As more women come forward sharing allegations of sexual harassment and assault by Harvey Weinstein, a growing list of powerful men in Hollywood have publicly castigated both Weinstein and the alleged misconduct. Quentin Tarantino, a longtime friend of the beleaguered film producer, broke his silence early Thursday morning through a statement shared on Twitter by actress Amber Tamblyn.

“Last night I had a long dinner with my friend Quentin Tarantino. He has asked me to share a statement with you regarding Harvey Weinstein,” Tamblyn, 34, tweeted early Friday. In a subsequent tweet, she shared a note screengrab.

“For the last week I’ve been stunned and heartbroken about the revelations that have come to light about my friend for 25 years Harvey Weinstein,” Tarantino wrote. “I need a few more days to process my pain, emotions, anger and memory and then I will speak publicly about it.”

While Tarantino, 54, appears prepared to release a longer statement about the allegations in the coming days, some on Twitter felt his statement fell short of a denouncement.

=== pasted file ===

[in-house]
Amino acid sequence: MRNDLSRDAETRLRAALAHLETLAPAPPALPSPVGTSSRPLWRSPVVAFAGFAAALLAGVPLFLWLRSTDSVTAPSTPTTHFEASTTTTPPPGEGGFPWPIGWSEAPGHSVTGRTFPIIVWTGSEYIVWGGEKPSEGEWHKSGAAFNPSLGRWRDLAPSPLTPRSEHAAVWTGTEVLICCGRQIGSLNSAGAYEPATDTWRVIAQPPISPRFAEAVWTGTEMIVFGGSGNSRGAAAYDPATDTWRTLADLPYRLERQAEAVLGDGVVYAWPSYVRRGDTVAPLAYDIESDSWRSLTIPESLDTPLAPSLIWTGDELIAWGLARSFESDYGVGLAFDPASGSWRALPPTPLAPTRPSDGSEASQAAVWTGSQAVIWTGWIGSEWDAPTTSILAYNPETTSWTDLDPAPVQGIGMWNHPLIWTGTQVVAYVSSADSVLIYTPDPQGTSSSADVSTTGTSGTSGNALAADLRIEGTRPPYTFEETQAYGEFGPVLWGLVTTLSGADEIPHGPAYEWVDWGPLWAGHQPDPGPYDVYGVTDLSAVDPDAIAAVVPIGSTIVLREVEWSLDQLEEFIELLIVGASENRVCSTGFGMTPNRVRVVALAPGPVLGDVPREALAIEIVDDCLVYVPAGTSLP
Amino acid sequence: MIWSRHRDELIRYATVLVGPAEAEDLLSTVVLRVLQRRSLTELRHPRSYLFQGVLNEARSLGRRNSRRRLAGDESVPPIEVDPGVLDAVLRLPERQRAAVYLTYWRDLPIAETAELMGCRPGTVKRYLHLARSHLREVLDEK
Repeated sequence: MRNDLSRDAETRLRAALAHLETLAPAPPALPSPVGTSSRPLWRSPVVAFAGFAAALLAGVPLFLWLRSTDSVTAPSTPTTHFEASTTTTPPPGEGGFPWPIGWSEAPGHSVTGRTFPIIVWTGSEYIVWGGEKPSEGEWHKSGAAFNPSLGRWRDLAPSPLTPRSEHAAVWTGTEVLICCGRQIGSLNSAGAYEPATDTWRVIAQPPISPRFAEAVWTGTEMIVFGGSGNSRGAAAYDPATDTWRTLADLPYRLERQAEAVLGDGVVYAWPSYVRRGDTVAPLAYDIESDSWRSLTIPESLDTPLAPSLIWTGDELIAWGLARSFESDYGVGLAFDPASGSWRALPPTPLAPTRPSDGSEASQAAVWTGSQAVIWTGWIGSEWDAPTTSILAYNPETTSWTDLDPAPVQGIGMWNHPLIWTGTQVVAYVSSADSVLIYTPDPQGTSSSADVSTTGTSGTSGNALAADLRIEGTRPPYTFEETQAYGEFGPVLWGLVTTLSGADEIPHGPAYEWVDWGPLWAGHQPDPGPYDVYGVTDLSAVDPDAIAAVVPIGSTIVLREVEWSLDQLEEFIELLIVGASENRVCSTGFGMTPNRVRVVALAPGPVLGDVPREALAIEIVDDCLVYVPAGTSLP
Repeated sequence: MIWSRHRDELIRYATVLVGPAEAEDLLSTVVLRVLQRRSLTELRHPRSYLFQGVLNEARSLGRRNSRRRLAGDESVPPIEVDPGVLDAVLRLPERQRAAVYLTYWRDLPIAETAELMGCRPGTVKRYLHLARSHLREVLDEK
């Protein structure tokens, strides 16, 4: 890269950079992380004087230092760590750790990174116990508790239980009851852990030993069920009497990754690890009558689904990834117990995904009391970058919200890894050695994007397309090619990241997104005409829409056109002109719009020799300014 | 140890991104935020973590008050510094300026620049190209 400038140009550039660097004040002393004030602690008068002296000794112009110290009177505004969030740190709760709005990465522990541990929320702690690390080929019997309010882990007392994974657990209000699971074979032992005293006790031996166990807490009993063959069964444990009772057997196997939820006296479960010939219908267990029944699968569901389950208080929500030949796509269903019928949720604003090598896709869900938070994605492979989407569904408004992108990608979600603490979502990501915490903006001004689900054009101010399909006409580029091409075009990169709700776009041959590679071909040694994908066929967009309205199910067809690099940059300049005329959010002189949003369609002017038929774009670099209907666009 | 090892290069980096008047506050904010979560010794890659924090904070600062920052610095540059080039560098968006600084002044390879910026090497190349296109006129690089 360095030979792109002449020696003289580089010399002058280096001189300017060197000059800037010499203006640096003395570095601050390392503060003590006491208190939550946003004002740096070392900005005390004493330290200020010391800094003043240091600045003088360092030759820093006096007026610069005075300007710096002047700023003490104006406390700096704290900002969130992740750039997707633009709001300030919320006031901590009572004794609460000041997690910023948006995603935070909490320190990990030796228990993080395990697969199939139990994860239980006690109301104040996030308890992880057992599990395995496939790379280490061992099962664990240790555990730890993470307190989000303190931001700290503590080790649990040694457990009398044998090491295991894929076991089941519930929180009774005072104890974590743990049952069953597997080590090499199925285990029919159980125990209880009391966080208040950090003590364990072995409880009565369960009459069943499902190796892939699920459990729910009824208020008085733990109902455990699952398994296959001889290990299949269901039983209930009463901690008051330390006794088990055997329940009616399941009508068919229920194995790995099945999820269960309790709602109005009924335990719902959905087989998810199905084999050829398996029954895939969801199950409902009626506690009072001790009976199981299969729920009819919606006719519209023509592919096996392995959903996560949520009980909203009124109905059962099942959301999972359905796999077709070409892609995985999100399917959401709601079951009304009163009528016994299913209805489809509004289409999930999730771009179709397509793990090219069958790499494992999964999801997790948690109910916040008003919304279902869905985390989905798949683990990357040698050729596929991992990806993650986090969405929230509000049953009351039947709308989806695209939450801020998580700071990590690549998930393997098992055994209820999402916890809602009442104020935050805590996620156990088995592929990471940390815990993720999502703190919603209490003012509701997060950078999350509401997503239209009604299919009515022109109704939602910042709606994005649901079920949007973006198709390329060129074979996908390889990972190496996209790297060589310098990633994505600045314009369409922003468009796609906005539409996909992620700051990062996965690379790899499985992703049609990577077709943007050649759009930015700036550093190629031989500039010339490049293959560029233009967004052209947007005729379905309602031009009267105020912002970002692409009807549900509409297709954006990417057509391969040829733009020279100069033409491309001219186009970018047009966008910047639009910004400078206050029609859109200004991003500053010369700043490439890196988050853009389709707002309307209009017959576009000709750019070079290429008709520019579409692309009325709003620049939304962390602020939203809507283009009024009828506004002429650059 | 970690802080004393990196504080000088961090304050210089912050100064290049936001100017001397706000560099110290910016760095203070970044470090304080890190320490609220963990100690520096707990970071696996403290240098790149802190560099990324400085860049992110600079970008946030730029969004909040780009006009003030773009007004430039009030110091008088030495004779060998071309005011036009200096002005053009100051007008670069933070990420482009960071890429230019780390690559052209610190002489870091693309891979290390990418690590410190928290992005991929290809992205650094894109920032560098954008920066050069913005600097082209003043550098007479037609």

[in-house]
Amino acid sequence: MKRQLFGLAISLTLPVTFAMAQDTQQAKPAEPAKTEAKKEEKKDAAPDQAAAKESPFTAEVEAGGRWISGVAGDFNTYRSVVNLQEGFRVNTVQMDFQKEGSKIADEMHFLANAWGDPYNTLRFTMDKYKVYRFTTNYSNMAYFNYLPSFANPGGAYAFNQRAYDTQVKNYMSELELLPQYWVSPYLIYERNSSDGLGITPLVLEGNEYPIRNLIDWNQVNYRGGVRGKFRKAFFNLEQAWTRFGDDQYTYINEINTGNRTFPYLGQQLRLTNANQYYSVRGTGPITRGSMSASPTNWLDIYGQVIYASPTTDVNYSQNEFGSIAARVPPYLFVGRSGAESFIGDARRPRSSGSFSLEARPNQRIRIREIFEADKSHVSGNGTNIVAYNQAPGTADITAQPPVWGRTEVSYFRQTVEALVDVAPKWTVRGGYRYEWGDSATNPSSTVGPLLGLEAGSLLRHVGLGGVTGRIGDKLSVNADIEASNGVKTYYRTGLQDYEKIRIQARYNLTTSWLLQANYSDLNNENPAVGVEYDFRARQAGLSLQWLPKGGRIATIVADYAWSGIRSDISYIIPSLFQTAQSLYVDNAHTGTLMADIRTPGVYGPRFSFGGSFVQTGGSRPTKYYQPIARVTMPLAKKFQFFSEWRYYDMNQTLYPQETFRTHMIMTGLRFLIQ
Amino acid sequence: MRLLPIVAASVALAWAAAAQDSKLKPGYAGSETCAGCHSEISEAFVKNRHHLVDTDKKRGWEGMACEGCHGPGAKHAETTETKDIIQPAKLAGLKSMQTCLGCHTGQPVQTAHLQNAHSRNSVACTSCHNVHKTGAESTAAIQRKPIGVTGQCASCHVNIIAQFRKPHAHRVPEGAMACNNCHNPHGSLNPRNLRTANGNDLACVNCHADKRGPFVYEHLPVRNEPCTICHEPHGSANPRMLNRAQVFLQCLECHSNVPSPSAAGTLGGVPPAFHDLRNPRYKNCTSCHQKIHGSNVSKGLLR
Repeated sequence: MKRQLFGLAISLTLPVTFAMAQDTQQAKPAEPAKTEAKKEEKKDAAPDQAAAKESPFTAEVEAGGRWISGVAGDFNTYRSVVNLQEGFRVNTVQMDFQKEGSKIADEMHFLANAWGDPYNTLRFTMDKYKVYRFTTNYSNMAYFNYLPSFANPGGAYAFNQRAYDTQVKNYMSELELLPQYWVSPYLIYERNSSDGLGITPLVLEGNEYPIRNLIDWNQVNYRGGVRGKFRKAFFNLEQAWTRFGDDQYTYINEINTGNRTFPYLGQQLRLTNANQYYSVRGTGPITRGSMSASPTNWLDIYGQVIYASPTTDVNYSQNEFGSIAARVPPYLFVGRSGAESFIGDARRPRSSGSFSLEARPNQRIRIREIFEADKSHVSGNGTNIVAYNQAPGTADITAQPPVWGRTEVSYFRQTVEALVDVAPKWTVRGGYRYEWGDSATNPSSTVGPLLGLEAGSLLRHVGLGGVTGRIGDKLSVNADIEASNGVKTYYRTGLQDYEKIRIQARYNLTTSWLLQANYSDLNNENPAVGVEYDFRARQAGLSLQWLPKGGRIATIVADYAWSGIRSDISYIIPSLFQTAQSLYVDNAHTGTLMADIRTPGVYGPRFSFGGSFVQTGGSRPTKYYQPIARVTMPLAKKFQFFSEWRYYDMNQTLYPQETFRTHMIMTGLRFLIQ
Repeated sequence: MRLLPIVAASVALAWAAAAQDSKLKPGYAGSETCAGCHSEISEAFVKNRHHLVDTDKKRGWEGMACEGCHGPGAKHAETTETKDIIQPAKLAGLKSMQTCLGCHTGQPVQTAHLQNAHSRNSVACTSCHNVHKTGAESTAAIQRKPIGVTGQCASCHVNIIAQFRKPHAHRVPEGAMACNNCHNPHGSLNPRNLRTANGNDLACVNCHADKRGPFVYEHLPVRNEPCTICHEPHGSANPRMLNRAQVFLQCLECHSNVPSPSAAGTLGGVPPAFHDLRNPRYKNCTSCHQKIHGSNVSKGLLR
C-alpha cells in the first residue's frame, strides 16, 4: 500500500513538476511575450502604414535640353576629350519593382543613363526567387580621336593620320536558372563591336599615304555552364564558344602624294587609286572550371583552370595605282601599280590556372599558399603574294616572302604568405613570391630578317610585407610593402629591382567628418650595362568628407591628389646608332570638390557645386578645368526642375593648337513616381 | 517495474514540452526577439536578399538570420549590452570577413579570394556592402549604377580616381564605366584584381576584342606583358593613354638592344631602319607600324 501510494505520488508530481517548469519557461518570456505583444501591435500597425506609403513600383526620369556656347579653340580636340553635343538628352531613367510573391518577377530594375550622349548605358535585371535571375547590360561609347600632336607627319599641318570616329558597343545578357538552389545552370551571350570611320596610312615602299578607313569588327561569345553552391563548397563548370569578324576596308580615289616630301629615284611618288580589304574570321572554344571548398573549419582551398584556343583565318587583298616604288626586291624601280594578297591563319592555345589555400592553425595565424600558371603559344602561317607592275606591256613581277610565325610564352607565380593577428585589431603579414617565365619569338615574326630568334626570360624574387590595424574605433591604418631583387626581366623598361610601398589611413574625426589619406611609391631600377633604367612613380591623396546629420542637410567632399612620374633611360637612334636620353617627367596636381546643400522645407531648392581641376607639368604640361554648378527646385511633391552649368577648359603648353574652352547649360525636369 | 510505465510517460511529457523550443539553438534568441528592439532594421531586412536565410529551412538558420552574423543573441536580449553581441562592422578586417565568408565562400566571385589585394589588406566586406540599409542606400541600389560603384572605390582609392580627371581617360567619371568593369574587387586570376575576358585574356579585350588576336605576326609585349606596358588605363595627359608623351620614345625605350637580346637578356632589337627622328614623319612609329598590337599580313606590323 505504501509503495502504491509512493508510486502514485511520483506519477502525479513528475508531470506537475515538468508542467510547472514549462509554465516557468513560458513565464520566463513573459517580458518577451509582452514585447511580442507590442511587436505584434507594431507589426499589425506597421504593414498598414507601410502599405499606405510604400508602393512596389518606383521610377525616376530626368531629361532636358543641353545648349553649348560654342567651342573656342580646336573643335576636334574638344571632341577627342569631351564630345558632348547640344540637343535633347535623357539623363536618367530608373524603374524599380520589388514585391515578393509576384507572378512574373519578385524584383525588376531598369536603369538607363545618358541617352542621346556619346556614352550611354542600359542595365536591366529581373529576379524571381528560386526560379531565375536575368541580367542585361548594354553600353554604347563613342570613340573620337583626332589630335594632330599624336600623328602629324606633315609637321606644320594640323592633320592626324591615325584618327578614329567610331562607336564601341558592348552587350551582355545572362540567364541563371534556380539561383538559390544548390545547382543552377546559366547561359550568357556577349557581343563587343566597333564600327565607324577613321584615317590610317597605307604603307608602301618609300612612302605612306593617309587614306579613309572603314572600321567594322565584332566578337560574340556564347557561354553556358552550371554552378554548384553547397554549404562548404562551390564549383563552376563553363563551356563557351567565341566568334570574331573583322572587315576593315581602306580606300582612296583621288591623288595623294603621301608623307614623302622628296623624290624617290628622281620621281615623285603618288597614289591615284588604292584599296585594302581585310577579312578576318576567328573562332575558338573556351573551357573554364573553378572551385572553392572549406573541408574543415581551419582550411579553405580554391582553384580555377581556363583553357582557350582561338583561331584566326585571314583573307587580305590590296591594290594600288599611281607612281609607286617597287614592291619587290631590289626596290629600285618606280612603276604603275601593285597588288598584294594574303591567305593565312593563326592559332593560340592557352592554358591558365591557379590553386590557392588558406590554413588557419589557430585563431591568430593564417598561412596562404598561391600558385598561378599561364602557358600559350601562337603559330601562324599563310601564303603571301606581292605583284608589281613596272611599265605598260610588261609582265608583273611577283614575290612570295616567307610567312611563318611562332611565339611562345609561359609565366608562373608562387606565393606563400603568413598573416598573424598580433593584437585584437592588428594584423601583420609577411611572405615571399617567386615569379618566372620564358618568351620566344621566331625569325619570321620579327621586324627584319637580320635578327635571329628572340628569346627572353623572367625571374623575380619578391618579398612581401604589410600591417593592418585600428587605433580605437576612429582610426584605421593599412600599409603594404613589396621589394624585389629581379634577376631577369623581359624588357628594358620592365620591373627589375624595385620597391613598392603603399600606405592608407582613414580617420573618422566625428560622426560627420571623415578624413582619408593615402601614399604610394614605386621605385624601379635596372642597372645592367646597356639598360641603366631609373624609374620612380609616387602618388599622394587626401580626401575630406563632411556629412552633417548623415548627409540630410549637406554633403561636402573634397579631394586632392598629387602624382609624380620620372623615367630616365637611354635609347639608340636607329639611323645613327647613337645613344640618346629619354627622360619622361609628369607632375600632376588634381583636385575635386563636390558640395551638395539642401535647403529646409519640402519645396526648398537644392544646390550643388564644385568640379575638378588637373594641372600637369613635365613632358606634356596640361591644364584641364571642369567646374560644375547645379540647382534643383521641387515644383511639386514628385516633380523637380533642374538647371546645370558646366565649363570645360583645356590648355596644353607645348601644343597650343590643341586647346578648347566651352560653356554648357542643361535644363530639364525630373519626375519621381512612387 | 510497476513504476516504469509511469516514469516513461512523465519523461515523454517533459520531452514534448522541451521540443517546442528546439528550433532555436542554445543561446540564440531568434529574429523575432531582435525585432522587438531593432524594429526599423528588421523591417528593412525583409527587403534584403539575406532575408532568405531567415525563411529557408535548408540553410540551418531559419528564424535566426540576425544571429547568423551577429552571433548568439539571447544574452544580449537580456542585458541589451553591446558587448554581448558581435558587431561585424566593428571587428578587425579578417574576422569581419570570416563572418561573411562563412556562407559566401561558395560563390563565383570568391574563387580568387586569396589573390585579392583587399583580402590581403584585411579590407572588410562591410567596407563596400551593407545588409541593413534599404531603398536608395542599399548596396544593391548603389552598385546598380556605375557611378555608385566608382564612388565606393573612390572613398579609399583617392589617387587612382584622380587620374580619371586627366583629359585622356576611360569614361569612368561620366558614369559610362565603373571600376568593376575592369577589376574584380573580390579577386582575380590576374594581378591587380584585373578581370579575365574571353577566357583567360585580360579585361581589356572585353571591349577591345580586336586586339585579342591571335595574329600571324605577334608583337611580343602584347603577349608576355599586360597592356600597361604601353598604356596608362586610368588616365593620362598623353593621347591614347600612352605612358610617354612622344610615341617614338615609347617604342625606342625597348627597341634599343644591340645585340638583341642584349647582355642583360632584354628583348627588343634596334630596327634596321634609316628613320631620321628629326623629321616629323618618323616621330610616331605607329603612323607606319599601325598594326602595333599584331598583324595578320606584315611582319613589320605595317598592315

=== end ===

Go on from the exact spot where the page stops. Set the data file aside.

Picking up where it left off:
“Well, this is a statement from QT, but it feels more like crisis management than soul searching,” tweeted writer Michael Nazarewycz. “And what does "process my ... memory" mean?”

Writer and actress Sarah Thyre tweeted: “So bizarre to me how many men want to make this about their feelings, first.”

“It was the same with Cosby,” wrote actress Erin Whitehead in response to Thyre. “So many men needing to process knowing this about their hero... no mention of the women.”

Weinstein, 65, has been accused of sexually abusing or harassing more than two dozen women, among whom are Rose McGowan, Gwyneth Paltrow and Angelina Jolie. Earlier this week, Weinstein’s wife of 10 years, Georgina Chapman, announced she was separating from the former studio executive.

Tamblyn has been an outspoken critic of institutional mistreatment of women in Hollywood and wrote an op-ed in the New York Times last month that addressed her own experience with harassment.

“I have been afraid of speaking out or asking things of men in positions of power for years,” she wrote. “What I have experienced as an actress working in a business whose business is to objectify women is frightening. It is the deep end of a pool where I cannot swim. It is a famous man telling you that you are a liar for what you have remembered. For what you must have misremembered, unless you have proof.”